We see it every day, in most units, on virtually every floor: patients arriving at the hospital with greater acuities and in need of comprehensive care. We have been saying for the last several years that healthcare delayed would have dire results. Well, that’s exactly what’s happening.
According to studies published in the Wall Street Journal this summer, 27% of those new to the healthcare system, having recently enrolled with insurance companies under the Affordable Care Act (ACA), exhibit “significant health issues such as diabetes, psychiatric conditions, asthma, heart problems or cancer.”
In comparison, people who had coverage and kept it had these same significant health issues at the much lower rate of 12%. That translates into more than one million Americans with serious health conditions that went untreated.
It is also compelling evidence of the greater need for hospital care as the serious consequences of delayed and denied care are more apparent.
These data, drawing on studies of Inovalon Inc., a health-technology firm that crunches figures from 200 insurance companies, “provides the clearest picture so far,” according to WSJ, of the health status of patients newly arrived in the healthcare system.
Playing catch up
Another 2014 study, by The Commonwealth Fund, merits a serious look. Comparing the U.S. healthcare system with that of 10 other industrialized countries, the U.S. rated poorly, on the bottom in terms of outcomes and last or near last on measures of access, efficiency and equity. Other countries compared were Australia, Canada, France, Germany, the Netherlands, New Zealand, Norway, Sweden, Switzerland and the United Kingdom.
The study, which pre-dates the implementation of the ACA, is most pointed on access. “Not surprisingly,” the study relates, “given the absence of universal coverage, people in the U.S. go without needed healthcare because of cost more often than people do in the other countries….Americans with below-average incomes were much more likely than their counterparts in other countries to report not visiting a physician when sick, not getting a recommended test, treatment, or follow-up care; or not filling a prescription or skipping doses when needed because of costs.” More than one-third (37%) of U.S. adults reported forgoing a recommended test, treatment, or follow-up care because of cost.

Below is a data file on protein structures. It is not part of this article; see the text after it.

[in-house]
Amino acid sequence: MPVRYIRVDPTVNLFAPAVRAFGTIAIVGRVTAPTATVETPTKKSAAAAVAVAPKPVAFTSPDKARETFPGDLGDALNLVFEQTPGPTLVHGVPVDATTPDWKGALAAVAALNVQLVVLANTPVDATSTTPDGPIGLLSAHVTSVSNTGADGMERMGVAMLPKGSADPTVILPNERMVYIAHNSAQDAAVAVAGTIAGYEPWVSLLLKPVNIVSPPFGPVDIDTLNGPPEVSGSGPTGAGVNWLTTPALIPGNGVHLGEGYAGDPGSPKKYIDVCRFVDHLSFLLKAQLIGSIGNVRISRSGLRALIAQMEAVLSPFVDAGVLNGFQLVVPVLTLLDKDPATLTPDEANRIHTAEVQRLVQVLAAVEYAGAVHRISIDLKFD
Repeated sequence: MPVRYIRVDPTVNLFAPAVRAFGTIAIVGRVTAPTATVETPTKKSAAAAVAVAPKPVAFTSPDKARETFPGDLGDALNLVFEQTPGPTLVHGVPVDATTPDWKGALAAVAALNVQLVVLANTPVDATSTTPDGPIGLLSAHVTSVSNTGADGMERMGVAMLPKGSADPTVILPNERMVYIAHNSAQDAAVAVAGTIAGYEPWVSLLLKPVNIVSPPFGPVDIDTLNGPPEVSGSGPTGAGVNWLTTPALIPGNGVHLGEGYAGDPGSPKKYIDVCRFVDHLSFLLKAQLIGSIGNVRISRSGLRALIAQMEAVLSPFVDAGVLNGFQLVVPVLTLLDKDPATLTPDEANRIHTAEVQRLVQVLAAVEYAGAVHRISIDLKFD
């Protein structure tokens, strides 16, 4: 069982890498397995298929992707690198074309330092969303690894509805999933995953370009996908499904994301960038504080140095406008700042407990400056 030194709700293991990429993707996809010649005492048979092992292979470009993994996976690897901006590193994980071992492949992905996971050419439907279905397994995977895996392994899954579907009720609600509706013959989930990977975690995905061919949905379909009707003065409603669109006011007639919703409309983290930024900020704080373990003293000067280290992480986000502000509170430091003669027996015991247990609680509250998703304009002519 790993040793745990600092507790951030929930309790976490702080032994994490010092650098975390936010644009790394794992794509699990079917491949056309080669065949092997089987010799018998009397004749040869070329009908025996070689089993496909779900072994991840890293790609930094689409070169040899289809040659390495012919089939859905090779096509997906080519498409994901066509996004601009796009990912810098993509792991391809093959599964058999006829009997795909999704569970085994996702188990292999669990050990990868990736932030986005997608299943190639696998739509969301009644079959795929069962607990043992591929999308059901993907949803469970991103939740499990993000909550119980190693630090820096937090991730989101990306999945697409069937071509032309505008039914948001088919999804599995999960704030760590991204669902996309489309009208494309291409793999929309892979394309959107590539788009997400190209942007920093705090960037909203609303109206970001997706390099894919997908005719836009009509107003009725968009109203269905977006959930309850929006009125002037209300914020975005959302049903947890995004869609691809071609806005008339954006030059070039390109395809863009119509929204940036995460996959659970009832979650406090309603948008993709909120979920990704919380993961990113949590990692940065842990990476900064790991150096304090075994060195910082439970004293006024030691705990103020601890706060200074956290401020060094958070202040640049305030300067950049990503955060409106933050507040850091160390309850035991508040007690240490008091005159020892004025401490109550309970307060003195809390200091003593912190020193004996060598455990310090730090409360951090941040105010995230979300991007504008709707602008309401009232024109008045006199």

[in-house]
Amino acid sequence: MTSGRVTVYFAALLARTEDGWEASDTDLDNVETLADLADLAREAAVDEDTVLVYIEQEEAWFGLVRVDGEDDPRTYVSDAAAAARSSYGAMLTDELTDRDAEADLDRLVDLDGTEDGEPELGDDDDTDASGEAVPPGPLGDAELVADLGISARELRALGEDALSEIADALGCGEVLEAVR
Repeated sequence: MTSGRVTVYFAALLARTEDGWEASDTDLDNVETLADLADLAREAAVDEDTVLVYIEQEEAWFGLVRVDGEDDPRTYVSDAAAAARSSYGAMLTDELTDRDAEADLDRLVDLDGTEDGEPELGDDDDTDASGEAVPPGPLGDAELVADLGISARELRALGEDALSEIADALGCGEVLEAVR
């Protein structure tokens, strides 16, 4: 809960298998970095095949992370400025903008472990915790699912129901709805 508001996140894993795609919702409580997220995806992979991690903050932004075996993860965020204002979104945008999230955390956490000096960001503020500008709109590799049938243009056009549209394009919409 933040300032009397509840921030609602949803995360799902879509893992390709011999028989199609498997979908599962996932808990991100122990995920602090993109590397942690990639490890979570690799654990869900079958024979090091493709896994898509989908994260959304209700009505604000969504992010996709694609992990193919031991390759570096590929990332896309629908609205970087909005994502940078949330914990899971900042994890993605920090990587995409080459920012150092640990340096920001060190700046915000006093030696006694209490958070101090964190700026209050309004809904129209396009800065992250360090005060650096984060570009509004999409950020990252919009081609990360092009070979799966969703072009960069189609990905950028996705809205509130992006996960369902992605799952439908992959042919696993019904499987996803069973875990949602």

We have seen this sobering data before on the large percentage of people who have foregone care due to cost. What we are seeing now is the compelling connection between missing care and serious illness.
Playing catch up on healthcare
The costs of exclusion from care are very high, especially when gauged in acuities. The cancer that went untreated, the heart condition unattended, the diabetes uncontained, the asthma unaddressed, the depression unrevealed… these are the real human costs to a system that puts profits before patients.
Playing catch up in healthcare is our nation’s great challenge, now that more people are covered by health insurance and with an expanded system of Medicaid in many states that gives care to more families. If we are ever to build a comprehensive quality primary care system for everyone in this country we have some very serious catching up to do.
Healthcare is a matter of catch up in the U.S. We can do it with a strong national commitment. It cannot be done without keeping our hospitals open and thriving, and by a determined effort to make quality patient care the number one priority.